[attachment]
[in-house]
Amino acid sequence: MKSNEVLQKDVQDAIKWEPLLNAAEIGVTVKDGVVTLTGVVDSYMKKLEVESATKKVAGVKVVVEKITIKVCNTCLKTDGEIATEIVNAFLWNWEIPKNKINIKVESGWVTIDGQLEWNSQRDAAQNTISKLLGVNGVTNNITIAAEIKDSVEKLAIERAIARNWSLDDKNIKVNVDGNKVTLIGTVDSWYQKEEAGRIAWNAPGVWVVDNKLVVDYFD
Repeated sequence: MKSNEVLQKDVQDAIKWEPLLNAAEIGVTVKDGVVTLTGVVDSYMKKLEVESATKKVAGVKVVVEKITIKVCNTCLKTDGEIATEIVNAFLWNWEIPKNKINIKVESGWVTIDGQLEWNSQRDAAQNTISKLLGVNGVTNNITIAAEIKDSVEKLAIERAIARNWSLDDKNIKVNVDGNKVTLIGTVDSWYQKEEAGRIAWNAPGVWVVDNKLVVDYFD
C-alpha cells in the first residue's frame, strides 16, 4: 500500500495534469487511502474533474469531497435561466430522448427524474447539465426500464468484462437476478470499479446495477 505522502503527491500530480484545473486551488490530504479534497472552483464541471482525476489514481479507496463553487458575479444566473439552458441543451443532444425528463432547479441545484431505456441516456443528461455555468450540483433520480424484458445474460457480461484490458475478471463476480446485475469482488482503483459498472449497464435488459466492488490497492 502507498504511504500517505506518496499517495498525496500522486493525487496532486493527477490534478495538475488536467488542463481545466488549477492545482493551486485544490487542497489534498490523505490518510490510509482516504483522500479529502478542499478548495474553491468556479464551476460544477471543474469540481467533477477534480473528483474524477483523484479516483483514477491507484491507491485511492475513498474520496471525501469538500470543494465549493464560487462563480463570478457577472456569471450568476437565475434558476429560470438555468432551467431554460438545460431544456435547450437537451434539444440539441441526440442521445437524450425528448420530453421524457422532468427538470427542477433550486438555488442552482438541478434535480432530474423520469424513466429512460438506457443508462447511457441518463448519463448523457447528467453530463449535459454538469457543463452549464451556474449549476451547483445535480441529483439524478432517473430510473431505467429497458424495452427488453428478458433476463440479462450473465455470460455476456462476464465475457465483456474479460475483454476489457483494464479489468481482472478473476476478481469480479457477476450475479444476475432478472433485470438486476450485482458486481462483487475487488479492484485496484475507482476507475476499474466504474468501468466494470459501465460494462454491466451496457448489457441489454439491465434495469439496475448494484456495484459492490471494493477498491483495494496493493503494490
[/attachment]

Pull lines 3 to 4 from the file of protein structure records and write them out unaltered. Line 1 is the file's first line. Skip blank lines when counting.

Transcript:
Repeated sequence: MKSNEVLQKDVQDAIKWEPLLNAAEIGVTVKDGVVTLTGVVDSYMKKLEVESATKKVAGVKVVVEKITIKVCNTCLKTDGEIATEIVNAFLWNWEIPKNKINIKVESGWVTIDGQLEWNSQRDAAQNTISKLLGVNGVTNNITIAAEIKDSVEKLAIERAIARNWSLDDKNIKVNVDGNKVTLIGTVDSWYQKEEAGRIAWNAPGVWVVDNKLVVDYFD
C-alpha cells in the first residue's frame, strides 16, 4: 500500500495534469487511502474533474469531497435561466430522448427524474447539465426500464468484462437476478470499479446495477 505522502503527491500530480484545473486551488490530504479534497472552483464541471482525476489514481479507496463553487458575479444566473439552458441543451443532444425528463432547479441545484431505456441516456443528461455555468450540483433520480424484458445474460457480461484490458475478471463476480446485475469482488482503483459498472449497464435488459466492488490497492 502507498504511504500517505506518496499517495498525496500522486493525487496532486493527477490534478495538475488536467488542463481545466488549477492545482493551486485544490487542497489534498490523505490518510490510509482516504483522500479529502478542499478548495474553491468556479464551476460544477471543474469540481467533477477534480473528483474524477483523484479516483483514477491507484491507491485511492475513498474520496471525501469538500470543494465549493464560487462563480463570478457577472456569471450568476437565475434558476429560470438555468432551467431554460438545460431544456435547450437537451434539444440539441441526440442521445437524450425528448420530453421524457422532468427538470427542477433550486438555488442552482438541478434535480432530474423520469424513466429512460438506457443508462447511457441518463448519463448523457447528467453530463449535459454538469457543463452549464451556474449549476451547483445535480441529483439524478432517473430510473431505467429497458424495452427488453428478458433476463440479462450473465455470460455476456462476464465475457465483456474479460475483454476489457483494464479489468481482472478473476476478481469480479457477476450475479444476475432478472433485470438486476450485482458486481462483487475487488479492484485496484475507482476507475476499474466504474468501468466494470459501465460494462454491466451496457448489457441489454439491465434495469439496475448494484456495484459492490471494493477498491483495494496493493503494490